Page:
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“Let us not pray to be sheltered from dangers but to be fearless when facing them”  -Rabindranath Tagore


                I’ve been on many adventures in my life, but few compare to the journey towards black belt excellence.  It has had highs and lows and all of the fun, excitement, challenges, setbacks, successes and failures that come along with any good adventure.  The journey included a large cast of remarkable characters that added to the process, each in their own unique way.  At times the path was clear and the going was easy and at other times the obstacles felt unsurmountable and I was unsure wether or not I could or should continue.  Personally I have evolved so much along the way that it feels like looking back on someone else’s story, but that’s what any worthwhile adventure does.  It changes you, for better or worse you’re never the same as when you began.  This is my black belt story.


                It was 2019 and after spending a couple of years at the dojo with my kids I decided it was time for me to get in on the fun.  I remember being pretty nervous my first class, but everyone was very welcoming.  Looking back I think they were just glad to have some fresh meat.  The class proceeded to warm up with some knee tag.  That was my first time meeting Sensei Peter.  I foolishly thought “I should take it easy on the old guy”. On my first attempt I got nice and low, went in for the knee and was promptly smacked in the face.  He’ll tell you it was a block, but that old man was alpha dogging me.  What a welcome!


                It’s hard now to remember what kept me coming back for more in those early days.  Was it the feeling of ineptitude, getting tossed around by more advanced students, the intimacy of sharing sweat with strangers, the sprains and bruises?  Probably none of the above,  but I was immediately struck by a couple of things besides Sensei Peter’s fist.  First being that people capable of great violence are equally capable of great kindness.  I am grateful for their patience and support along the way.  Second is the growth that comes from doing difficult and uncomfortable things.  While struggle in life is inevitable we rarely get the opportunity to choose our obstacles.  Each time you choose to get on the mat, you are choosing to struggle.  Sometimes my struggle was getting my other responsibilities handled to be on the mat, sometimes it was just keeping up with the class, or remembering a form.  Sometimes it was an overzealous partner trying to rip my arm off.  Regardless of what the challenges were they all added to my growth and not just on the mat.  I wanted more.  Alas fate had other plans.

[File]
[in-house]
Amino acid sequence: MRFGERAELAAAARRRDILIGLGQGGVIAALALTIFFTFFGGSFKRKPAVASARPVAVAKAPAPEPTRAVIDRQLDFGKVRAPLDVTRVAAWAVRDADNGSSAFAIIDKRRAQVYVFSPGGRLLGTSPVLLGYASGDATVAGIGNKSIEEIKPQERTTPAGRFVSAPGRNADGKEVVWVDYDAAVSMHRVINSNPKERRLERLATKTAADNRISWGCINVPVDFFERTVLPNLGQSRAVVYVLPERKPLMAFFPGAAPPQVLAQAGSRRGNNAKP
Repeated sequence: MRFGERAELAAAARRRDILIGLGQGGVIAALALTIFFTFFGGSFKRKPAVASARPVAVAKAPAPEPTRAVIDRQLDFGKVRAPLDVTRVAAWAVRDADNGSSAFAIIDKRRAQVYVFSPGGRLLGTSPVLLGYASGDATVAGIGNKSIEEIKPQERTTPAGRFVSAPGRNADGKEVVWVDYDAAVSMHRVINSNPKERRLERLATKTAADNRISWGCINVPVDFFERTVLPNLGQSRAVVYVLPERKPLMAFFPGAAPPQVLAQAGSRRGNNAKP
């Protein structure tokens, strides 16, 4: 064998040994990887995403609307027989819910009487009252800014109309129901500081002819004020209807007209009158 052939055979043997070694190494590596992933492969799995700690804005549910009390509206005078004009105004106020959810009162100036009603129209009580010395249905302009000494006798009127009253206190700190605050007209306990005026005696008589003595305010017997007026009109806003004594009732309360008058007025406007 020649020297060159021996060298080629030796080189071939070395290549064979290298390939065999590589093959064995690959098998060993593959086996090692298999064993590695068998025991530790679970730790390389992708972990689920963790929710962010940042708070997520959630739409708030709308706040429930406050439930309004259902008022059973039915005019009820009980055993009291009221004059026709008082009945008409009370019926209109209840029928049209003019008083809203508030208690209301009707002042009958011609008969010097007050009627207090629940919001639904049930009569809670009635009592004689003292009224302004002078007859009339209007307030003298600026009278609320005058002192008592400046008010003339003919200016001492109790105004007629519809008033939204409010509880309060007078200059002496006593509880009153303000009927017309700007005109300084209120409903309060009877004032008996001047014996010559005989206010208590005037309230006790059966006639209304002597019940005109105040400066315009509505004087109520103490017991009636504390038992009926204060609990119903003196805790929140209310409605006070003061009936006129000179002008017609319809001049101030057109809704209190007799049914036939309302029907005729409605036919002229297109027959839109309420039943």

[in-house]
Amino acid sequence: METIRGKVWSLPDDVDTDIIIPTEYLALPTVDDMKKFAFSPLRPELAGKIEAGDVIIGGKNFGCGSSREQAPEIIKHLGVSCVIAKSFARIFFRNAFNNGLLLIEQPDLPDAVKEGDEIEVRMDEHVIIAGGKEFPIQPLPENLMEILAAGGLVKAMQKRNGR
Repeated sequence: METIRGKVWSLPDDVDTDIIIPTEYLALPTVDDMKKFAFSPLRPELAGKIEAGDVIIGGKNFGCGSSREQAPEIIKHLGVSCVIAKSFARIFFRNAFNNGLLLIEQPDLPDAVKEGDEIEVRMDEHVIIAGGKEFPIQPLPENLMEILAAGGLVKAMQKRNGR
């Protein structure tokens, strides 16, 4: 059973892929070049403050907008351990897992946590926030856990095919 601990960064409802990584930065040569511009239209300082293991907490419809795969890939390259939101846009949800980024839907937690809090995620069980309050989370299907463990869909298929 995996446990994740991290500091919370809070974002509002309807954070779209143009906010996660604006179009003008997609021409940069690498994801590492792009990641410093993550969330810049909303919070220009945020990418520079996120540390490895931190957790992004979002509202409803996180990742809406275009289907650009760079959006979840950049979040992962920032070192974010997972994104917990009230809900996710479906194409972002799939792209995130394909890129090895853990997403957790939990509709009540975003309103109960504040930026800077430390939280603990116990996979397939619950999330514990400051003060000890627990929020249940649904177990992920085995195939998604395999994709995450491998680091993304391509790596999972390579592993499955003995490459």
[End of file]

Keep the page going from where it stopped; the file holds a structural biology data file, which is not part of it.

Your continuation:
When the dojo was forced to close their doors I was too busy trying to keep my own world in one piece to keep training.  I will say the fact that they were able to keep so many students engaged during that time speaks volumes about their passion and dedication.  Once groups started meeting in person again I was happy to grab a pool noodle and resume my training.  While it was far from ideal it was great to be back.  As things progressed so did I.  It began to feel like I was actually getting somewhere.  Again fate had other plans.